While Crack Cocaine Initiates Have Dropped, this Drug is Still Ruining Lives

young man smoking crack

Between the mid-1980s and 2002, hundreds of thousands of Americans started using crack cocaine each year. This number finally began to decline and by 2010, fewer than 100,000 people were starting to use crack cocaine each year. This is one of the best things that could happen in this country because of the ravages created by crack, both to the body and to the user’s life.

The changes that occur in the life of a habitual crack user are rather staggering.

Crack symptoms include:

  • Cardiac and vascular damage
  • Cardiac arrest
  • Stroke
  • Stomach perforations
  • Birth defects
  • Lung problems including what’s called “crack lung”: scarring, difficulty breathing, severe pain, cough
  • Risky sexual activity including unprotected sex or prostitution especially among women

Plenty of Mental Damage Occurs, Too

Mental ravages include deep depression as the brief high of crack cocaine wears off, paranoia, mania and compulsive behavior. One type of compulsive behavior noted was the searching for misplaced pieces of crack rock. One study of 41 crack addicts found that the average time spent searching for lost crack rocks was 90 minutes.

Delusion, agitation, violence and suicidal or homicidal thinking were noted among crack users. While some of these symptoms are also associated with powder cocaine use, with crack users, the symptoms tend to be more intense.

Each month, about a million and a half people use cocaine, with as many as three-quarters of crack users reporting that they smoke it.

Crack Symptoms Can Be Relieved Through Effective Rehab

Once a person stops using crack, it does not mean that all the damage done by the drug immediately heals. Recovering from addiction takes time and work. But the payoff is worth it when a person learns to live a drug-free life and accordingly, stays sober after graduation from rehab. A short, 28-day rehab is unlikely to make this much change on a person who has been abusing crack cocaine for the past few years. Many simple life skills have been lost during that time. The addicted person feels guilty about the things they have done, whether it was harming someone else or just contributing to their own decline. There is a terrible loss of personal integrity and also the depression that normally occurs after stopping use or crack cocaine.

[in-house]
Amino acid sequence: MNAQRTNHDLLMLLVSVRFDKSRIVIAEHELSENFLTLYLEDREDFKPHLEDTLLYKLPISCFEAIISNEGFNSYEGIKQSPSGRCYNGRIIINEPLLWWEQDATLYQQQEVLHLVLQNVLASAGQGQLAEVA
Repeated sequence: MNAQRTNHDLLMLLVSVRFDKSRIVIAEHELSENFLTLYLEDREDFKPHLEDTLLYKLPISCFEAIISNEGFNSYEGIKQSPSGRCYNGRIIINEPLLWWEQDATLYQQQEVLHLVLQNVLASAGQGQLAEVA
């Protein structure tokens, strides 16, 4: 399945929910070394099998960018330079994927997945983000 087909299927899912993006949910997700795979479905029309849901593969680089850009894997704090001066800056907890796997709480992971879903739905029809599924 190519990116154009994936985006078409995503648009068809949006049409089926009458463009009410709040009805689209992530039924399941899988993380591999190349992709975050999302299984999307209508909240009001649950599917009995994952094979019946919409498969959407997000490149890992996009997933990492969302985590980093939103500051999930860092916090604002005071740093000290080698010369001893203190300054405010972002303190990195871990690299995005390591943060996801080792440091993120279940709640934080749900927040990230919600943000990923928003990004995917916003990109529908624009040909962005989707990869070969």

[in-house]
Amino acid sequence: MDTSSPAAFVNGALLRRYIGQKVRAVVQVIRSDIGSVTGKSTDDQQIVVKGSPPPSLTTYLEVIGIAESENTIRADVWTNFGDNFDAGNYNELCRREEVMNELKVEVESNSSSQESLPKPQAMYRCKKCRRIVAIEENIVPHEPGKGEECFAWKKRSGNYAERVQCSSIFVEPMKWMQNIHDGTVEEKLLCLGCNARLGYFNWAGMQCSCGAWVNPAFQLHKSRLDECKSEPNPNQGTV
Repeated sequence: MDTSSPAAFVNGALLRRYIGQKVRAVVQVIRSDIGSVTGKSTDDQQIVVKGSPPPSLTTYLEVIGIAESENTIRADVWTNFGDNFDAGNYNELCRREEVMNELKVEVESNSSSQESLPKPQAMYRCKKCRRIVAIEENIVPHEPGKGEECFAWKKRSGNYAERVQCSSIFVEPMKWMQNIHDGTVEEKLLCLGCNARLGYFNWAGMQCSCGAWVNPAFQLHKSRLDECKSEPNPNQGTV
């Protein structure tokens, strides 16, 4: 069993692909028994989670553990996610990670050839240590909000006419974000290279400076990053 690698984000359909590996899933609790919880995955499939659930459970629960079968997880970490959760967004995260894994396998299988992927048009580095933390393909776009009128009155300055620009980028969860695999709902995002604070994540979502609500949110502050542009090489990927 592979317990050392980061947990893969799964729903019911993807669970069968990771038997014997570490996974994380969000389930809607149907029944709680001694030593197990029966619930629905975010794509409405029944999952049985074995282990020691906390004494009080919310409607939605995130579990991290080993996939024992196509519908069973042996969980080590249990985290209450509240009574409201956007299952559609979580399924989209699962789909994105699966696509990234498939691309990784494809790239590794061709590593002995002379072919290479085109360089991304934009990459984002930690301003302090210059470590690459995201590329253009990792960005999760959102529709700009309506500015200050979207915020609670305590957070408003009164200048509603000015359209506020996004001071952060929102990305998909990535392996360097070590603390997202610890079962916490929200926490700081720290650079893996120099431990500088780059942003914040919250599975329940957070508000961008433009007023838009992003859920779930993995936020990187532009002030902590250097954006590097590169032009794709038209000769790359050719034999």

The Narconon drug and alcohol rehabilitation program provides recovery even from an addiction as severe as crack cocaine. It doesn’t happen overnight. It takes a long-term program with a way of restoring integrity and self-esteem and methods of teaching a person the life skills he or she has lost. That is what Narconon centers have been offering for more than forty-five years. Narconon reviews from families state that they have their loved ones back after losing them to addiction.

The Narconon New Life Detoxification Program is a big step forward in recovery. This intensive detox program uses a low heat sauna, generous nutritional supplements, moderate daily exercise and strict supervision to help each person flush out old drug toxins. A trained staff member at Narconon reviews every day’s progress to make sure the program is done properly.

As drugs have a natural affinity for fats, the residues of drug use tend to become lodged in fatty tissues. When these residues are flushed, each person recovers much of his or her ability to think clearly again. Emotions are more like they were before drug use. Many people say that the sharp cravings for cocaine either greatly reduce or go away. This is a key point of a long-lasting sobriety.

Find out how someone you care about who is struggling with crack cocaine addiction can recover with the Narconon drug and alcohol rehabilitation program.


Sue Birkenshaw

Sue has worked in the addiction field with the Narconon network for three decades. She has developed and administered drug prevention programs worldwide and worked with numerous drug rehabilitation centers over the years. Sue is also a fine artist and painter, who enjoys traveling the world which continues to provide unlimited inspiration for her work. You can follow Sue on Twitter, or connect with her on LinkedIn.